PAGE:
A complete listing and analysis of all site content: pages, images, videos and more. An audit looks closely at what’s working well—and what’s not. By providing you with data-driven insights, you’ll gain a better understanding of what your audience is looking for. By clearly seeing what content is performing better than others, you can make clear decisions on how to improve your content. It can help you focus on a particular style of writing and to pinpoint the most effective keywords.
Once you analyze the data you can start to come up with a stronger content plan. Why is some content underperforming? Is some of the content outdated—and if so, can it be easily transformed? What major holes are you missing?
Matt Chernay of IT Visions, Inc., recommends starting with a third-party service. His current favorite? Semrush.com, which offers a variety of subscription plans. “Basically, this service sends a crawler—or a robot—to every single page on your website,” he says. “It checks a series of things that have to do with SEO. Maybe you have some missing page descriptions or broken links. These can drastically reduce your ability to rank well and need to be addressed.”
Chernay says that clients want SEO audits for a variety of different reasons. “Sometime, a business owner just wants to make sure that they are following best SEO practices,” he says. “Or sometimes people realize something is not working right, but they need to figure out what needs to be fixed.”
Chernay sites the example of technical company that approached him. “Six months ago this company developed a new website. But they’ve gotten no leads from it. Nada. So that’s why I was hired. I did a big audit and now I’m on a monthly retainer evaluating and fixing things as a I go. Now, they’re starting to make some progress.”
The following are some of the major issues that Chernay focuses on:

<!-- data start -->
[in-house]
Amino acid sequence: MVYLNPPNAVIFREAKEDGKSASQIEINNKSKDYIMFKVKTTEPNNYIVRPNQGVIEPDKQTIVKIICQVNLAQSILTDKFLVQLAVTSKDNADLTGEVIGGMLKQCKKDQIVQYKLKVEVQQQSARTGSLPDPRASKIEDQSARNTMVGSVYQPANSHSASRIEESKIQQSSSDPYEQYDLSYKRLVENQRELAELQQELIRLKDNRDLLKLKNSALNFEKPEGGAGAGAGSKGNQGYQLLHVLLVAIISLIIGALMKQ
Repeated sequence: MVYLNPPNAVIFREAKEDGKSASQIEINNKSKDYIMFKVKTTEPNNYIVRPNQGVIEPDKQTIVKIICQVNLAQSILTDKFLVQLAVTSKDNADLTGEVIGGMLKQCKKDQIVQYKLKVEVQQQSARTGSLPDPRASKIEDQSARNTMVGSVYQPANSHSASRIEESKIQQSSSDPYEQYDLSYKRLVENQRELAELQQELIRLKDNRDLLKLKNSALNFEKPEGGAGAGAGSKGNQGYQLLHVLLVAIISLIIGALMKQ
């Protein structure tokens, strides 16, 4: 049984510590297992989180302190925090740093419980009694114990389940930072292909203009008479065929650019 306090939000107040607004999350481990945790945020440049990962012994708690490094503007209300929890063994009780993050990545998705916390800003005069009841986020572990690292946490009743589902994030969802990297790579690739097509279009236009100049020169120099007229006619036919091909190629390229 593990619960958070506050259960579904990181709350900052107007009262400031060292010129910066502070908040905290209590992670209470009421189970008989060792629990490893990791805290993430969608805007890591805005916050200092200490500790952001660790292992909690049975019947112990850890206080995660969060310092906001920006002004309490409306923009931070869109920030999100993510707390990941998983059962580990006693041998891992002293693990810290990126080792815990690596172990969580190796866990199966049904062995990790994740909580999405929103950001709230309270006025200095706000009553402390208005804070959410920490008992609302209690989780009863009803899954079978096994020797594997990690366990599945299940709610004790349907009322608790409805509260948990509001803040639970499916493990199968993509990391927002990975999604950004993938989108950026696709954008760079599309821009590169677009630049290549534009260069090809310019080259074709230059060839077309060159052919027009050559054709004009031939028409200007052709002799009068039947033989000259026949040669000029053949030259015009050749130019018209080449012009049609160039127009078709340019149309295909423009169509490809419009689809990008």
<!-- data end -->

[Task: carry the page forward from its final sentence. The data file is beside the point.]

Pages without meta descriptions:
Though meta descriptions don’t have a direct influence on rankings, they are used by search engines to display your page’s description in search results. A good description helps users know what your page is about and encourages them to click on it. If your page’s meta description tag is missing, search engines will usually display its first sentence, which may be irrelevant and unappealing to users.
Broken internal and external links:
It’s a big turnoff when readers follow a link to a page on your website that doesn’t exist. This can happen for many reasons. Maybe the page has been deleted or the page was moved but the link wasn’t updated. Multiple broken links negatively affect user experience and may worsen your search engine rankings because crawlers may think that your website is poorly maintained.
Slow load speed:
This is one of the most important ranking factors; the quicker your page loads, the higher the rankings it will receive. There are many things that may cause your pages to slow down— network congestion, unoptimized images, high website traffic—but getting your page loading efficiently keeps your followers happy.
Too much text in title pages:
Most search engines truncate titles containing more than 70 characters. Incomplete and shortened titles look unappealing to users and won’t entice them to click on your page.
Pages with low word count:
This issue is triggered if the number of words on your webpage is less than 200. The amount of text placed on your webpage is a quality signal to search engines. Search engines prefer to provide as much information to users as possible, so pages with longer content tend to be placed higher in search results, as opposed to those with lower word counts.
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